The Slatest

Back to Normal in Syria

A Syrian government soldier sits in the rubble of a building in Douma on the outskirts of Damascus on April 16, 2018 during an organised media tour after the Syrian army declared that all anti-regime forces have left Eastern Ghouta, following a blistering two month offensive on the rebel enclave.
        
        
        The announcement, which represents a key strategic victory for President Bashar al-Assad, came just hours after US-led strikes pounded Syrian government targets in response to a suspected chemical attack on the enclave's main town of Douma.
         / AFP PHOTO / LOUAI BESHARA        (Photo credit should read LOUAI BESHARA/AFP/Getty Images)
A Syrian government soldier sits in the rubble of a building in Douma on the outskirts of Damascus on April 16, 2018 during an organized media tour after the Syrian army declared that all anti-regime forces have left Eastern Ghouta.
LOUAI BESHARA/Getty Images

In what’s becoming an annual tradition, the Syrian regime launched new airstrikes against rebel targets just a day after being struck by U.S. missiles as punishment for the use of chemical weapons. According to the Wall Street Journal, citing the White Helmets rescue group, regime planes conducted 28 strikes in the countryside around Homs and Hama on Sunday, including on civilian areas, followed by an artillery barrage. The attacks ended a few days of rare respite from airstrikes on rebels and civilians, because the Syrian regime had moved its assets to safer locations last week in anticipation of the U.S.-led strikes. Coming just after Trump declared “mission accomplished,” Assad’s unchallenged resumption of bombing underlines one of the implicit messages of the U.S. strikes: that the Trump administration and its allies are fine with letting “animal Assad” conduct his war as he sees fit, so long as he stops short of using chemical weapons.

The Syrian regime was certainly working to give the impression that it hadn’t been set back by the allied strikes on three chemical weapons–related targets. The Syrian presidency’s official Twitter account posted video of Assad arriving for work the morning after. On Monday, state TV broadcast a rally of hundreds of Syrians demonstrating in support of Assad’s forces.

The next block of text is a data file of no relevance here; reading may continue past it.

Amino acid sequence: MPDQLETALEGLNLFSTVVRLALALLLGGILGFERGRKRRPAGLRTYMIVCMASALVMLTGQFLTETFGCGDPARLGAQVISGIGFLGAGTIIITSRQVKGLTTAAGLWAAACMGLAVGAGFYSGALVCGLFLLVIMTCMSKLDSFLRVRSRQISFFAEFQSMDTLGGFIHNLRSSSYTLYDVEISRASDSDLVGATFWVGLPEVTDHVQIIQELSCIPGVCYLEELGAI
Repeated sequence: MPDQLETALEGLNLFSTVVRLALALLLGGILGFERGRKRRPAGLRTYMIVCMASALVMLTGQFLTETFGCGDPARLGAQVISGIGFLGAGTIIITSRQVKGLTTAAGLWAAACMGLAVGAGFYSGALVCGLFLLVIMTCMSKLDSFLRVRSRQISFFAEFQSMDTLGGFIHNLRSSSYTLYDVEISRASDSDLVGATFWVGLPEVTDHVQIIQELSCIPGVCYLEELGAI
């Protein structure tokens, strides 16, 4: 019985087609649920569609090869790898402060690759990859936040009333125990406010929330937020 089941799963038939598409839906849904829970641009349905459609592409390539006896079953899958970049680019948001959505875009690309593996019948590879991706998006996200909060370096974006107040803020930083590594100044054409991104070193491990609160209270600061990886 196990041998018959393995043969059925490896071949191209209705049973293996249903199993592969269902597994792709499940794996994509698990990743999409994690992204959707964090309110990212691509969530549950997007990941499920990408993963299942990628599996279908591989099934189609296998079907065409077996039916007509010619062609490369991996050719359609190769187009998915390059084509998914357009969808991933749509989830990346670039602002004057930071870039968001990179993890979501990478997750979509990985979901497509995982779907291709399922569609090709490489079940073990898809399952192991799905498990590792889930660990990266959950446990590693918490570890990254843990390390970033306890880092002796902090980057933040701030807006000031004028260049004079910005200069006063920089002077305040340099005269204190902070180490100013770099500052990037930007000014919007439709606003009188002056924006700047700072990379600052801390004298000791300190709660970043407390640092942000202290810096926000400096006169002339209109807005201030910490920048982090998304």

The diplomatic dispute also continued over the weekend, with the U.N. Security Council rejecting a Russian resolution condemning the strikes by three members of that council as an act of aggression. A team from the Organization for the Prohibition of Chemical Weapons is in Syria to investigate the incident in Douma last weekend that prompted the U.S. strikes, with Assad’s regime continuing to deny that chemical weapons were used. The U.S. envoy to the OPCW has accused Russia of tampering with the site. The regime took full control of the former rebel bastion, just hours after the alleged chemical attack.

In one possible shift in the conflict, deterring chemical weapons use appears to have been added to the already murky mission of U.S. ground forces in Syria. The U.S. ambassador to the United Nations, Nikki Haley, told Fox News on Sunday that Trump has three goals in Syria: to deter chemical weapons use, defeat ISIS completely, and “watch what Iran was doing.” She said, “it is all of our goal to see American troops come home. But we’re not going to leave until we know we’ve accomplished those things.”

French President Emmanuel Macron also took credit for convincing Trump to keep U.S. troops in Syria as punishment for Assad’s chemical weapons use. This doesn’t quite add up. Trump had agreed to keep U.S. troops in Syria for the time being, despite his earlier reluctance, several days before the chemical weapons attack, but it’s possible that he’s now less inclined to remove them. Either way, it’s not really clear what these troops have to do with Assad’s chemical weapons. They’re based in the Kurdish-controlled territory in Northern Syria, fighting ISIS alongside allies who are themselves, to some extent, cooperating with Assad.

For the most part, the conflict in Syria seems to be settling back into its destructive normal state. The attention of both the regime and its enemies is now likely to shift to the Northwestern Idlib province, still under the control of both jihadists and the Free Syrian Army, where rebels and hundreds of thousands of civilians have been relocating from other areas of the country recaptured by the regime. France’s foreign minister warned over the weekend that there could be a “new humanitarian disaster” if the regime now moves to retake the region. From an international perspective, the question now is whether the U.S. and its allies will launch follow-up airstrikes if Assad tries using chemical weapons again.
History suggests that sooner or later, he will, but even if he doesn’t, the killing is set to continue.

Joshua Keating is a staff writer at Slate focusing on international affairs and author of the forthcoming book, Invisible Countries.